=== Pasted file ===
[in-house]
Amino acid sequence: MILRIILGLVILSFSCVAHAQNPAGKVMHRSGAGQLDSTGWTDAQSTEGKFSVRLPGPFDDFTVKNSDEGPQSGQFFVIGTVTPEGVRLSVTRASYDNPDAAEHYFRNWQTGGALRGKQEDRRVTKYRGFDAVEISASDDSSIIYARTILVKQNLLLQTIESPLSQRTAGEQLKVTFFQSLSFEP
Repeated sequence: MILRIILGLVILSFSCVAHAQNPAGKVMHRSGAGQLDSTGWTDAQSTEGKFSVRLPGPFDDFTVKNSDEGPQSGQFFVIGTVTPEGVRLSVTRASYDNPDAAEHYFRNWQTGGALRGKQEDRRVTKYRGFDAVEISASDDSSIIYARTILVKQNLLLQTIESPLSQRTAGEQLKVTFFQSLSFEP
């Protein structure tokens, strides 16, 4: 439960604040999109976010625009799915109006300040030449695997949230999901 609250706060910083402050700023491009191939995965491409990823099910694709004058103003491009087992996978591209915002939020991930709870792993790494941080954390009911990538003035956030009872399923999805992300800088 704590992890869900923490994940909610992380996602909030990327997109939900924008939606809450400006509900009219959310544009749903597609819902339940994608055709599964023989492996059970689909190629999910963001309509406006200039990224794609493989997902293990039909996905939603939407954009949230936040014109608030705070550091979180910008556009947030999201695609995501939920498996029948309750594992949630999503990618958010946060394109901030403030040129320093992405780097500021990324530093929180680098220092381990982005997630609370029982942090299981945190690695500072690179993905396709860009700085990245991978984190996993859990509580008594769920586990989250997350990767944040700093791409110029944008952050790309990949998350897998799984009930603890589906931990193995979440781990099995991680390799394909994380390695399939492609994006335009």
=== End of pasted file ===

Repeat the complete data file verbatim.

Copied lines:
[in-house]
Amino acid sequence: MILRIILGLVILSFSCVAHAQNPAGKVMHRSGAGQLDSTGWTDAQSTEGKFSVRLPGPFDDFTVKNSDEGPQSGQFFVIGTVTPEGVRLSVTRASYDNPDAAEHYFRNWQTGGALRGKQEDRRVTKYRGFDAVEISASDDSSIIYARTILVKQNLLLQTIESPLSQRTAGEQLKVTFFQSLSFEP
Repeated sequence: MILRIILGLVILSFSCVAHAQNPAGKVMHRSGAGQLDSTGWTDAQSTEGKFSVRLPGPFDDFTVKNSDEGPQSGQFFVIGTVTPEGVRLSVTRASYDNPDAAEHYFRNWQTGGALRGKQEDRRVTKYRGFDAVEISASDDSSIIYARTILVKQNLLLQTIESPLSQRTAGEQLKVTFFQSLSFEP
């Protein structure tokens, strides 16, 4: 439960604040999109976010625009799915109006300040030449695997949230999901 609250706060910083402050700023491009191939995965491409990823099910694709004058103003491009087992996978591209915002939020991930709870792993790494941080954390009911990538003035956030009872399923999805992300800088 704590992890869900923490994940909610992380996602909030990327997109939900924008939606809450400006509900009219959310544009749903597609819902339940994608055709599964023989492996059970689909190629999910963001309509406006200039990224794609493989997902293990039909996905939603939407954009949230936040014109608030705070550091979180910008556009947030999201695609995501939920498996029948309750594992949630999503990618958010946060394109901030403030040129320093992405780097500021990324530093929180680098220092381990982005997630609370029982942090299981945190690695500072690179993905396709860009700085990245991978984190996993859990509580008594769920586990989250997350990767944040700093791409110029944008952050790309990949998350897998799984009930603890589906931990193995979440781990099995991680390799394909994380390695399939492609994006335009």